Land Bird Conservation Plan Colorado  

Overview of Colorado
Physiographic Region 36

  • Grasslands
  • Lowland Riparian
  • Shore/Bank
  • Wetlands

  • Physiographic Region 62
    Physiographic Region 87
    Implementation Strategies
    Literature Cited

    Physiographic Region 36: Central Shortgrass Prairie

    Lewis's Woodpecker (Melanerpes lewis)

    Associated Species: Other species that may use habitat in a similar way and/or respond similarly to threats, management, and conservation activities include American Kestrel, Great Horned Owl, Northern Flicker, Western Kingbird, Eastern Kingbird, Yellow Warbler, and Bullock's Oriole.

    Distribution: Lewis's Woodpeckers breed from central British Columbia and western Alberta south to northern Mexico, and as far east as eastern Wyoming. In Colorado, Lewis's Woodpeckers reside in the valleys, plains, and foothills from 1100 to 2400 m (3,500-8,000 ft) in elevation. In Physiographic Area 87 in western Colorado, Lewis's Woodpeckers are fairly common summer residents in central and southwestern valleys, but rare north of the Colorado River.

    Habitat Requirements: Lewis's Woodpeckers breed in riparian forests, agricultural areas, and urban areas when they contain scattered, mature cottonwoods adjacent to areas of low vegetation, such as ungrazed or lightly grazed grasslands, mowed hayfields, or fallow fields. In southeastern Colorado, mean dbh of nest trees was 112.6 cm (44.3 in), significantly greater than that of unused trees (Vierling 1997). These woodpeckers avoid dense riparian forests, and those which contain Red-headed Woodpeckers. They excavate their nesting and roosting cavities in the soft wood of dead or decaying trees, or rely on natural cavities or cavities excavated by other woodpeckers; they have relatively weak bills and skulls and cannot excavate cavities in sound wood.

    Ecology: Lewis's Woodpeckers initiate nesting by late April, and most young leave the nest by the end of July. Their diet during the warmer months consists largely of flying insects caught on the wing. During colder months, the diet shifts to nuts, grains, and berries.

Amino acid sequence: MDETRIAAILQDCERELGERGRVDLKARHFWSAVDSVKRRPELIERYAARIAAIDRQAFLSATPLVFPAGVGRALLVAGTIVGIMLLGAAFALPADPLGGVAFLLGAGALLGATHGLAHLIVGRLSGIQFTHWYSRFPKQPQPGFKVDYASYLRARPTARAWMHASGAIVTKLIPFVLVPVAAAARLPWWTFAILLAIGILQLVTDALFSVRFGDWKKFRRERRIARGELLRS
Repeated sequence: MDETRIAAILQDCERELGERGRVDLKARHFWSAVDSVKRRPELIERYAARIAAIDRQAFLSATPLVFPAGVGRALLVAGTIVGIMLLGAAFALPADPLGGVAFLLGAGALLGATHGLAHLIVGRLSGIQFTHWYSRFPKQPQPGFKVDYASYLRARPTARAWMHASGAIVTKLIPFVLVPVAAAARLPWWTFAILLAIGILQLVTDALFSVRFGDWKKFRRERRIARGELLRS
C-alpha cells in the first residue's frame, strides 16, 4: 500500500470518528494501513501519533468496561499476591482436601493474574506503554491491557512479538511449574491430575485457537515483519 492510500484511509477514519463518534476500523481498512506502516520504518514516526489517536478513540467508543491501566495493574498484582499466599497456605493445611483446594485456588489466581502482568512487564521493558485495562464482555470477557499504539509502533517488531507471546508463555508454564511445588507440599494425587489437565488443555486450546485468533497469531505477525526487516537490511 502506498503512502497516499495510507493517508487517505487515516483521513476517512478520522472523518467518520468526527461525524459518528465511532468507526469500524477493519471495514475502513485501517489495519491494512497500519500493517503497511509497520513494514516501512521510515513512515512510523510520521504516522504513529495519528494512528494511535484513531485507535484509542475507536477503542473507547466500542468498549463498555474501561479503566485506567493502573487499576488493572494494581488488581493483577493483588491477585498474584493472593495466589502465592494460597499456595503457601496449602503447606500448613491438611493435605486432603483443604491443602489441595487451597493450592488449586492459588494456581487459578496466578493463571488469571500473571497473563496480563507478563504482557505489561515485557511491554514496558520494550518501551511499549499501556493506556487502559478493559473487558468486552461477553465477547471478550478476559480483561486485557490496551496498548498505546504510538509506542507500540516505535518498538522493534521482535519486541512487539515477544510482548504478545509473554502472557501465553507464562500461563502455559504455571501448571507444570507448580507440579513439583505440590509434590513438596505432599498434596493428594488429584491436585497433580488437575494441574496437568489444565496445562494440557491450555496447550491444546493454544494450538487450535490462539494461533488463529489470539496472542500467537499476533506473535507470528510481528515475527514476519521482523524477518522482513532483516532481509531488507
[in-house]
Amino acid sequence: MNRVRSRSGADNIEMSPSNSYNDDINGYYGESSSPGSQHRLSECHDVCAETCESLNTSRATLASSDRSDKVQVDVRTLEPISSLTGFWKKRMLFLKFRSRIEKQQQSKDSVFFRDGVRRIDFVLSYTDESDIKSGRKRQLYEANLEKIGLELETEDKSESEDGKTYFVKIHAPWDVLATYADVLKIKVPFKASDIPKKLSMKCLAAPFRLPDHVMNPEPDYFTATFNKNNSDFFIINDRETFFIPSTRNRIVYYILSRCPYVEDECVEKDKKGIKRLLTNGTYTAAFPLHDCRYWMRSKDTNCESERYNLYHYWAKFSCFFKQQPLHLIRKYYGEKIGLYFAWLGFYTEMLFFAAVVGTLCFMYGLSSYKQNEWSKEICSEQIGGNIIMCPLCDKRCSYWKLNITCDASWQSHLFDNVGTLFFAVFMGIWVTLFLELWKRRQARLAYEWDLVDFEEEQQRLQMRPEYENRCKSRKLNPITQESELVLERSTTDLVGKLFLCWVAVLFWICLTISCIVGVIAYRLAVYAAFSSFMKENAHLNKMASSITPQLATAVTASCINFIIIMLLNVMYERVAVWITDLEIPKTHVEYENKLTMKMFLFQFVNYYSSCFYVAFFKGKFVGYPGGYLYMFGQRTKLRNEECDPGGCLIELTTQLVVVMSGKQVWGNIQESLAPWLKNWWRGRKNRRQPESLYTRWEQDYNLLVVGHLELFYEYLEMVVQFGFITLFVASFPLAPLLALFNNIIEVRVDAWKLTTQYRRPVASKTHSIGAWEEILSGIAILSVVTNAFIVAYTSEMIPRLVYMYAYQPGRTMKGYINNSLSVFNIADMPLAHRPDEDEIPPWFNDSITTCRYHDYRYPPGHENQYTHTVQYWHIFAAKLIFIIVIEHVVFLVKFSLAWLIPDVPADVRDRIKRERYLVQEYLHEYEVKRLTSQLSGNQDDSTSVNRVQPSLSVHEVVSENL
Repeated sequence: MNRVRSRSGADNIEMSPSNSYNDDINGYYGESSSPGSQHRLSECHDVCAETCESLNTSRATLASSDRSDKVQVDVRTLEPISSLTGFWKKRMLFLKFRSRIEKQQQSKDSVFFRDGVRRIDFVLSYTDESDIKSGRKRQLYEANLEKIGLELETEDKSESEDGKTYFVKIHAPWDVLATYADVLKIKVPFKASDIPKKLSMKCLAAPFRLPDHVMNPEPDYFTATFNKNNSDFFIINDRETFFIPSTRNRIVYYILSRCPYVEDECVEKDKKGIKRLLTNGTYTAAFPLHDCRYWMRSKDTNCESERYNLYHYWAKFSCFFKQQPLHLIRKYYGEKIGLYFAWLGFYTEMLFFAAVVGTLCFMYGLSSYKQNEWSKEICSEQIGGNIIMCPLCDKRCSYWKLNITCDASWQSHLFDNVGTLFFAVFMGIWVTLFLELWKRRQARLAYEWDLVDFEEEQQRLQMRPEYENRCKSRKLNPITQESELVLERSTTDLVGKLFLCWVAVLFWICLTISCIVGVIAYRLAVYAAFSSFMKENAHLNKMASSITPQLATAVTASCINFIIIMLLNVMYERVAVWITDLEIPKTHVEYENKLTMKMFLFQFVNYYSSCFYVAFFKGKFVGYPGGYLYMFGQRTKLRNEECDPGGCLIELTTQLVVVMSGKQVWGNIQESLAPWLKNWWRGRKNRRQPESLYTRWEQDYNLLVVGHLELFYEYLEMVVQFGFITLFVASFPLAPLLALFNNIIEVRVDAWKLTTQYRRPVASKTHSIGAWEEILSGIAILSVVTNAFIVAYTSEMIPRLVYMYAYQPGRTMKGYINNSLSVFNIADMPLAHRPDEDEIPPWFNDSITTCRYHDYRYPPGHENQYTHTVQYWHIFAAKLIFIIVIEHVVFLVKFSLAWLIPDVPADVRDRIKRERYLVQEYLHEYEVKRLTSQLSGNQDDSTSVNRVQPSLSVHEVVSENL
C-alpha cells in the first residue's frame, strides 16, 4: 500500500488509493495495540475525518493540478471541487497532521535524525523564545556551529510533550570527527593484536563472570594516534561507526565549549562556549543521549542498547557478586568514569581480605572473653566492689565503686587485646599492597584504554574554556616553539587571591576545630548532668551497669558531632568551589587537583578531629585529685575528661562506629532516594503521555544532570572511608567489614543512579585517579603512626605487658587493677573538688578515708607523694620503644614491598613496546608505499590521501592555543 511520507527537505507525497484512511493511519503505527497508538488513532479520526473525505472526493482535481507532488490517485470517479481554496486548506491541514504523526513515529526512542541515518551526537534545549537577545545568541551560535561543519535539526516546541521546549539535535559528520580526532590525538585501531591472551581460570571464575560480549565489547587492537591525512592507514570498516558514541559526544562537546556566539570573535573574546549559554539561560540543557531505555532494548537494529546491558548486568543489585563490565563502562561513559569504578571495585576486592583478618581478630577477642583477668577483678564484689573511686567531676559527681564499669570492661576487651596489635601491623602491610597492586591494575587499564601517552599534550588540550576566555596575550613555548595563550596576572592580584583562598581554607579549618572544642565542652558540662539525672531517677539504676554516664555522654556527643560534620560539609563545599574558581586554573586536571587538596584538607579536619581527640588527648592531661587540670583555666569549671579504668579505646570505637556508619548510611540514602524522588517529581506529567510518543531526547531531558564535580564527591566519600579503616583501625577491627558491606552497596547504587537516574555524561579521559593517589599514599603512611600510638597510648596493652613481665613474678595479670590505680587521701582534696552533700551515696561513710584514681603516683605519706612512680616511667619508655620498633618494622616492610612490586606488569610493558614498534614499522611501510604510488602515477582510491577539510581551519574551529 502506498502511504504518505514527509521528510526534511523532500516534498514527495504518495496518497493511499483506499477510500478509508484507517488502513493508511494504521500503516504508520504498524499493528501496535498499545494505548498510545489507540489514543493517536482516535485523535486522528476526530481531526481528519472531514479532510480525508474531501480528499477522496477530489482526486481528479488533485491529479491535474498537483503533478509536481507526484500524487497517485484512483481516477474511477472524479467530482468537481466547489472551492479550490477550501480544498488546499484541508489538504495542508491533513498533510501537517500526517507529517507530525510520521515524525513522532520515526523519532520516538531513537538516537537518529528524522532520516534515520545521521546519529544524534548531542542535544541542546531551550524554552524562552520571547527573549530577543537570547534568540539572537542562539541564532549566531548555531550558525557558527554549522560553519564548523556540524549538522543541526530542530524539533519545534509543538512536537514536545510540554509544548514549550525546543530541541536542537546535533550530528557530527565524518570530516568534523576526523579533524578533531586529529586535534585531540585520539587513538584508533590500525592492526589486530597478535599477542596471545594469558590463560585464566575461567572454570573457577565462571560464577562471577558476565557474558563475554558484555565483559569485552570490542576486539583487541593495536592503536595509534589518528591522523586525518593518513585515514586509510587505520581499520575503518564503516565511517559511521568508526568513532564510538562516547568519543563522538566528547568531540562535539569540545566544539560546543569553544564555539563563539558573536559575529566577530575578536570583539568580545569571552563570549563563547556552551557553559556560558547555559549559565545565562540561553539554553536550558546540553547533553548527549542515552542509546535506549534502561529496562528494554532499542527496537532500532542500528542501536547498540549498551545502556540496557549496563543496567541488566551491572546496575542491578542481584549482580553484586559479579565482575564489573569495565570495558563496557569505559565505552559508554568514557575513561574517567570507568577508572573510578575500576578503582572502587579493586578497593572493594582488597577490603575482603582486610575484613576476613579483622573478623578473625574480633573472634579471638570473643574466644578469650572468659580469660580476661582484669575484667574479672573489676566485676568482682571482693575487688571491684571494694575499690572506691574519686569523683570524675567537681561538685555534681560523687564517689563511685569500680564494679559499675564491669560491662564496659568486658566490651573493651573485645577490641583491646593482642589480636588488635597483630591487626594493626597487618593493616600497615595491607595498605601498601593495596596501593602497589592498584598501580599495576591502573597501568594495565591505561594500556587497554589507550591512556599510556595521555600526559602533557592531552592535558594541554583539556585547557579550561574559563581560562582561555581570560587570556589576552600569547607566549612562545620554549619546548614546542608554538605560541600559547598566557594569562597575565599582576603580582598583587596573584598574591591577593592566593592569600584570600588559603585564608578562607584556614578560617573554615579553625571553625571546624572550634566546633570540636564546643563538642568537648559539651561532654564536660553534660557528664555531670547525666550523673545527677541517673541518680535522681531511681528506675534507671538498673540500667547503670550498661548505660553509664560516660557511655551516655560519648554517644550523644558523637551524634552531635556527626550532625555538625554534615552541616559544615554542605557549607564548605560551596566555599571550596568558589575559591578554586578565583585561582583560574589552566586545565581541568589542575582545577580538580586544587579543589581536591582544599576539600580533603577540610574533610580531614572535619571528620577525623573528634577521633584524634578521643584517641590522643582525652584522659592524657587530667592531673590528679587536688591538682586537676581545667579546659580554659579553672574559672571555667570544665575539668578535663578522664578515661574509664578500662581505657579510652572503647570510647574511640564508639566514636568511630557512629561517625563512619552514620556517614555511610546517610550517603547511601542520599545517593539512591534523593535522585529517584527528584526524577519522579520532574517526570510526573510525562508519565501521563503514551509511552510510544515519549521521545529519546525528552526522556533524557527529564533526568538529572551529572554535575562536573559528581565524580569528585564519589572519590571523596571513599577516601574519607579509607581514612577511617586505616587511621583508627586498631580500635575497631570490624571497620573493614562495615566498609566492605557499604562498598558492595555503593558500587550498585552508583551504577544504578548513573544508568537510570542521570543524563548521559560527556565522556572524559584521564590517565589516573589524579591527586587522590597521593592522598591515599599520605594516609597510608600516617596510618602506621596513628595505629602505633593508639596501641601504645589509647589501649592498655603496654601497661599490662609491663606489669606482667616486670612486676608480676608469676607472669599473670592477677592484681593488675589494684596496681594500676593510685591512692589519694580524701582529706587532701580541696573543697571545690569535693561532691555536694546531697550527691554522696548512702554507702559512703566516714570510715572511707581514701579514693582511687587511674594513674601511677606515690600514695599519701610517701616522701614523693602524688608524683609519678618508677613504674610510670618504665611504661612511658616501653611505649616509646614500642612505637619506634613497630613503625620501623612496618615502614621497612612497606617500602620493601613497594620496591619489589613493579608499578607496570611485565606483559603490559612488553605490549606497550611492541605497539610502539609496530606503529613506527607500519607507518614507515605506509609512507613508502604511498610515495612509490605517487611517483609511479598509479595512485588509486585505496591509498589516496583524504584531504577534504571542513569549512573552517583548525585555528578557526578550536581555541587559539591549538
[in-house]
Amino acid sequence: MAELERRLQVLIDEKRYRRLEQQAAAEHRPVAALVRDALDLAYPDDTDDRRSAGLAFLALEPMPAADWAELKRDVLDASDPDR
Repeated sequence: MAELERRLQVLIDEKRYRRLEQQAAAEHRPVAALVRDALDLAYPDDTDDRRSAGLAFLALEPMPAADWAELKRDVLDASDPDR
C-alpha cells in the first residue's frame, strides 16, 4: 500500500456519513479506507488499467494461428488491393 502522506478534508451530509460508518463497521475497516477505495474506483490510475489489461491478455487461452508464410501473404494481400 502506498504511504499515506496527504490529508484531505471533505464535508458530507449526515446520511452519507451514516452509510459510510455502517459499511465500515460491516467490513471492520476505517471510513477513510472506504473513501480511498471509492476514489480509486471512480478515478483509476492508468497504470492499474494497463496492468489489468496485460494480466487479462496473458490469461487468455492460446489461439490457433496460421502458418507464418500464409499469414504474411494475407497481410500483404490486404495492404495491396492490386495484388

Management Issues and Conservation Recommendations: Lewis's Woodpeckers depend upon large trees and snags and are sensitive to disturbance at the nest. Reduce or eliminate activities that degrade the structure and quality of the overstory or understory of riparian systems. Do not permit timber cutting within 30 m (100 ft) of the riparian area. Locate recreational facilities such as roads, trails and campgrounds up, out of riparian areas.

    Competition with European Starlings for limited nest cavities may limit breeding success of this species in some areas. Research ways to reduce competition from these unprotected, introduced birds.

    Status and Reasons for Concern: This species has a high conservation need locally and throughout its range. It is on the national Watch List and is a USFS Sensitive Species in Region 2. Lewis's Woodpeckers are not adequately monitored by the BBS in Physiographic Area 36, and data are too sparse to permit meaningful analysis of trends. This species was present on an average of 6.40% (SE = 1.46) of BBS routes run in Physiographic Area 36 in Colorado, 1988-1997, at an average abundance of 0.13 (SE = 0.04) individuals per route. The mean number of routes run each year was 29.2 (SE = 2.28). This species is monitored by MCB with tracking transects.

    Biological Objective: Increase the species' distribution and abundance, based upon results of BBS and MCB monitoring programs.

    Selected References: Andrews and Righter 1992, Hadow 1973, Kingery 1998, Tobalske 1997, Vierling 1997.

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